Thursday, February 08, 2007


When Jeffrey Dahmer, the infamous serial killer, turned his heart to Jesus and was baptized, many people were skeptical; some Christians were outraged. Is it just that a man so vile can gain entry into heaven so easily? It is if you believe in salvation by grace. “For it is by grace you have been saved, through faith--and this not from yourselves, it is the gift of God-- not by works, so that no one can boast (Eph 2:8-9 NIV).”

To say that one sinner is more worthy of hell than another is to argue that some people are more worthy of heaven; and that our worthiness (or righteousness) comes from something that we did or did not do (works!). Salvation is the gift of God. We cannot boast about it nor can we argue the injustice of another’s salvation.

In Luke 15, Jesus tells of a young man who squandered his inheritance on the fast life. He was immature and wanted nothing more than to indulge his lusts, no matter how expensive. He shamed himself, humiliated his family and embarrassed his community. After having lost everything, he decided to return home. There was no “I told you so” lecture. There were no tests of loyalty. His father welcomed him with open arms and celebrated his return. All his rights as a son were restored. John 1:12 tells us that, “Yet to all who received him, to those who believed in his name, he gave the right to become children of God (NIV).”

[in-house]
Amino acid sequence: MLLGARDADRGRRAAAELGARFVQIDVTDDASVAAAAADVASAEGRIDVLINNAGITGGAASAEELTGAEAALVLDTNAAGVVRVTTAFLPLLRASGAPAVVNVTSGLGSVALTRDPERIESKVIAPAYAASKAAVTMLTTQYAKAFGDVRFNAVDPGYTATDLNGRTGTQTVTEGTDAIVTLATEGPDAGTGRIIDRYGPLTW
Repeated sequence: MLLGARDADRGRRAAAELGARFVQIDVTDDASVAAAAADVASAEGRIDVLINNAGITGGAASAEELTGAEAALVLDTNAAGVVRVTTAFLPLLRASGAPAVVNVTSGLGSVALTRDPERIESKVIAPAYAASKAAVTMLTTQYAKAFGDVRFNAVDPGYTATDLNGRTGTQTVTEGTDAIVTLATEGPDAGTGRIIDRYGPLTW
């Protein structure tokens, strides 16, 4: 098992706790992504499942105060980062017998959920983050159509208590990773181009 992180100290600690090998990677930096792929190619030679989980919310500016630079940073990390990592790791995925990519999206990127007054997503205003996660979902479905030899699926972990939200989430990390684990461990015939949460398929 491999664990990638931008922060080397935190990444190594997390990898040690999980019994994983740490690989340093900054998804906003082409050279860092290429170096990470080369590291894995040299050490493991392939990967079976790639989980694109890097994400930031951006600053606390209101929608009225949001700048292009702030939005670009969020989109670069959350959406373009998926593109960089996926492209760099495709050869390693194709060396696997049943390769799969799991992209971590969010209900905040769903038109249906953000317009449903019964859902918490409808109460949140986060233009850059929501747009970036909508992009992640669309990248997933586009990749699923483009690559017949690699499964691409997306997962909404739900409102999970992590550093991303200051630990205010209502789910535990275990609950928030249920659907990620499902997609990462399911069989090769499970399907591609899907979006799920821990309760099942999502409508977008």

The elder brother felt this was unfair and was livid. He had been faithful and loyal and believed himself to be deserving of the attention that his brother was attracting. Unfortunately, this is the mind-set of some Christians when one our own falls into sin and returns to the church. They don’t rejoice with the angels. They react as if they had been cheated. They want to put a limit to God’s love and grace.

Consider the woman caught committing adultery in John 8 who was going to be stoned to death. Jesus did not disagree with the woman’s guilt or her death sentence. Jesus confronted the mob with their own sin and need for grace. When the crowd left, Jesus told her to go and sin no more. The woman did not ask for forgiveness and there is no evidence of her repenting or coming to faith in Christ. We don’t even know if she said thank-you. Jesus showed that woman grace, even though she did not deserve it. That is an example of how we are to treat the lost. “…While we were still sinners Christ died for us. (Romans 5:8 NIV)”

Lost people matter to God and they ought to matter to us. “The Lord…is patient with you, not wanting anyone to perish, but everyone to come to repentance (2 Peter 3:9 NIV).” Church ought to be a place where the lost can encounter God’s grace and where Christian’s who have lost their way can come back home.

1 comment:

Anonymous said...

This is true. Believing that grace is something to be achieved by works means that it is earned. And if it is earned, then it can be lost. And the Bible tells us that grace is ours for the taking and cannot be lost. Well said Jorge.